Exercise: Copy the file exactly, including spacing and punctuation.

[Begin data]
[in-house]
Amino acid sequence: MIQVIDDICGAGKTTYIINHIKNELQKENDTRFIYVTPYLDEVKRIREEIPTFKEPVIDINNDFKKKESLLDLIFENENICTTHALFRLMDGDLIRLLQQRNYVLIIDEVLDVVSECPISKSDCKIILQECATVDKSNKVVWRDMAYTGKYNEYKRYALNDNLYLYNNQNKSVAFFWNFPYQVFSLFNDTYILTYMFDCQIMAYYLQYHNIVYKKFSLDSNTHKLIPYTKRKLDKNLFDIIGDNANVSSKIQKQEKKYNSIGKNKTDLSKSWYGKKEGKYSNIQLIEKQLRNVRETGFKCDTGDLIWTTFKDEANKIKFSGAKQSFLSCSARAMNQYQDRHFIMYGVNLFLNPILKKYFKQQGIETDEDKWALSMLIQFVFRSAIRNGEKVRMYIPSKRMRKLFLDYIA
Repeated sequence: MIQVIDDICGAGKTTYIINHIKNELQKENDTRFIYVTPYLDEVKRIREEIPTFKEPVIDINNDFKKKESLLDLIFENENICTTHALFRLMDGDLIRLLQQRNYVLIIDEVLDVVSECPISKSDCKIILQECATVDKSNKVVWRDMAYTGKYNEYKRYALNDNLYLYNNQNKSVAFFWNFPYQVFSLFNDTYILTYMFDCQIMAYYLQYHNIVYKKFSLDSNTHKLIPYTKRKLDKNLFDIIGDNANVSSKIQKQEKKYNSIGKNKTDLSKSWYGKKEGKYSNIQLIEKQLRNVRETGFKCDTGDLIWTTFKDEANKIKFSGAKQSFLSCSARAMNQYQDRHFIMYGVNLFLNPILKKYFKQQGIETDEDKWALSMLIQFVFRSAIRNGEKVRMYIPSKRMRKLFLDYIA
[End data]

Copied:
[in-house]
Amino acid sequence: MIQVIDDICGAGKTTYIINHIKNELQKENDTRFIYVTPYLDEVKRIREEIPTFKEPVIDINNDFKKKESLLDLIFENENICTTHALFRLMDGDLIRLLQQRNYVLIIDEVLDVVSECPISKSDCKIILQECATVDKSNKVVWRDMAYTGKYNEYKRYALNDNLYLYNNQNKSVAFFWNFPYQVFSLFNDTYILTYMFDCQIMAYYLQYHNIVYKKFSLDSNTHKLIPYTKRKLDKNLFDIIGDNANVSSKIQKQEKKYNSIGKNKTDLSKSWYGKKEGKYSNIQLIEKQLRNVRETGFKCDTGDLIWTTFKDEANKIKFSGAKQSFLSCSARAMNQYQDRHFIMYGVNLFLNPILKKYFKQQGIETDEDKWALSMLIQFVFRSAIRNGEKVRMYIPSKRMRKLFLDYIA
Repeated sequence: MIQVIDDICGAGKTTYIINHIKNELQKENDTRFIYVTPYLDEVKRIREEIPTFKEPVIDINNDFKKKESLLDLIFENENICTTHALFRLMDGDLIRLLQQRNYVLIIDEVLDVVSECPISKSDCKIILQECATVDKSNKVVWRDMAYTGKYNEYKRYALNDNLYLYNNQNKSVAFFWNFPYQVFSLFNDTYILTYMFDCQIMAYYLQYHNIVYKKFSLDSNTHKLIPYTKRKLDKNLFDIIGDNANVSSKIQKQEKKYNSIGKNKTDLSKSWYGKKEGKYSNIQLIEKQLRNVRETGFKCDTGDLIWTTFKDEANKIKFSGAKQSFLSCSARAMNQYQDRHFIMYGVNLFLNPILKKYFKQQGIETDEDKWALSMLIQFVFRSAIRNGEKVRMYIPSKRMRKLFLDYIA